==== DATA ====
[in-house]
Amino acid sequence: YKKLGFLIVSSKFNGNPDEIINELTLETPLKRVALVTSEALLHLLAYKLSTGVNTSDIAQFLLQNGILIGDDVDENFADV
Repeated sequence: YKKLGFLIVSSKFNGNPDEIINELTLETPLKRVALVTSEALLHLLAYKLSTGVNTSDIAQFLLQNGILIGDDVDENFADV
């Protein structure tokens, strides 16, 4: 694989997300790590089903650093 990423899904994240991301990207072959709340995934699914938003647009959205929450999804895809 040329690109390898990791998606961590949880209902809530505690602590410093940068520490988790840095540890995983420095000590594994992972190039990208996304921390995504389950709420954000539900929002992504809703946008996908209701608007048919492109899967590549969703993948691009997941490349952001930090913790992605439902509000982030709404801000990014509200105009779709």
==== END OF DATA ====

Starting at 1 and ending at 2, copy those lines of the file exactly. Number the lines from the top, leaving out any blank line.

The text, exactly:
[in-house]
Amino acid sequence: YKKLGFLIVSSKFNGNPDEIINELTLETPLKRVALVTSEALLHLLAYKLSTGVNTSDIAQFLLQNGILIGDDVDENFADV